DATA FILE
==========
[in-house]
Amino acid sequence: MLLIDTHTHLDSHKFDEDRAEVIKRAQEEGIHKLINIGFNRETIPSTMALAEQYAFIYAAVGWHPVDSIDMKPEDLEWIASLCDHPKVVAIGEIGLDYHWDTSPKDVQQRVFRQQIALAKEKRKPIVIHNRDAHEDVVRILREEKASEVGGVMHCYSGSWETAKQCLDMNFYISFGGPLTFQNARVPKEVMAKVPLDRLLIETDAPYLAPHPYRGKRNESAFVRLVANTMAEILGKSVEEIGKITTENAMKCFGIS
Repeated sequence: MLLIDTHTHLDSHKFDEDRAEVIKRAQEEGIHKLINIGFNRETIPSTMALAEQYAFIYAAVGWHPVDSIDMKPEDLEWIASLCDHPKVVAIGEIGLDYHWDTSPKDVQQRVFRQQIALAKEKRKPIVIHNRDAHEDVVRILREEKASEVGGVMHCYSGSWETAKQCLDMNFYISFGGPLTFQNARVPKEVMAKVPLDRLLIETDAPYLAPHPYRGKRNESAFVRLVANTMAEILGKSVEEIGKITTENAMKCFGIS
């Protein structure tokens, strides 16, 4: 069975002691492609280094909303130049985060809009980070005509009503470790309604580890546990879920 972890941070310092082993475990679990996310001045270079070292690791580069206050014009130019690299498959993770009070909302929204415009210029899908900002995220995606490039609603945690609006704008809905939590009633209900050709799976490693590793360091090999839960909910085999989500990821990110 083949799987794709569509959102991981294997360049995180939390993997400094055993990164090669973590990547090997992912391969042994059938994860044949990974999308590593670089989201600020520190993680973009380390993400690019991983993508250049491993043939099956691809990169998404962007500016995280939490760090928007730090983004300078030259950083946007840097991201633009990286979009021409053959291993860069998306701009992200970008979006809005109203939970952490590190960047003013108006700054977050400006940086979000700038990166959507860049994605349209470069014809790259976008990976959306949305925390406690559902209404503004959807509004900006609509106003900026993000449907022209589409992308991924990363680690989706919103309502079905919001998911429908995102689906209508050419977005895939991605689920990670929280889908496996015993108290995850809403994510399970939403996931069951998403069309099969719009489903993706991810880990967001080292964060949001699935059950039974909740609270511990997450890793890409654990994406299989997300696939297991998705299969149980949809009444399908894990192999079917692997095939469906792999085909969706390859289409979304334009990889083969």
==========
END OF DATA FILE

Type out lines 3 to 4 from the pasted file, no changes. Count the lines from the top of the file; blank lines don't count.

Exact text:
Repeated sequence: MLLIDTHTHLDSHKFDEDRAEVIKRAQEEGIHKLINIGFNRETIPSTMALAEQYAFIYAAVGWHPVDSIDMKPEDLEWIASLCDHPKVVAIGEIGLDYHWDTSPKDVQQRVFRQQIALAKEKRKPIVIHNRDAHEDVVRILREEKASEVGGVMHCYSGSWETAKQCLDMNFYISFGGPLTFQNARVPKEVMAKVPLDRLLIETDAPYLAPHPYRGKRNESAFVRLVANTMAEILGKSVEEIGKITTENAMKCFGIS
């Protein structure tokens, strides 16, 4: 069975002691492609280094909303130049985060809009980070005509009503470790309604580890546990879920 972890941070310092082993475990679990996310001045270079070292690791580069206050014009130019690299498959993770009070909302929204415009210029899908900002995220995606490039609603945690609006704008809905939590009633209900050709799976490693590793360091090999839960909910085999989500990821990110 083949799987794709569509959102991981294997360049995180939390993997400094055993990164090669973590990547090997992912391969042994059938994860044949990974999308590593670089989201600020520190993680973009380390993400690019991983993508250049491993043939099956691809990169998404962007500016995280939490760090928007730090983004300078030259950083946007840097991201633009990286979009021409053959291993860069998306701009992200970008979006809005109203939970952490590190960047003013108006700054977050400006940086979000700038990166959507860049994605349209470069014809790259976008990976959306949305925390406690559902209404503004959807509004900006609509106003900026993000449907022209589409992308991924990363680690989706919103309502079905919001998911429908995102689906209508050419977005895939991605689920990670929280889908496996015993108290995850809403994510399970939403996931069951998403069309099969719009489903993706991810880990967001080292964060949001699935059950039974909740609270511990997450890793890409654990994406299989997300696939297991998705299969149980949809009444399908894990192999079917692997095939469906792999085909969706390859289409979304334009990889083969």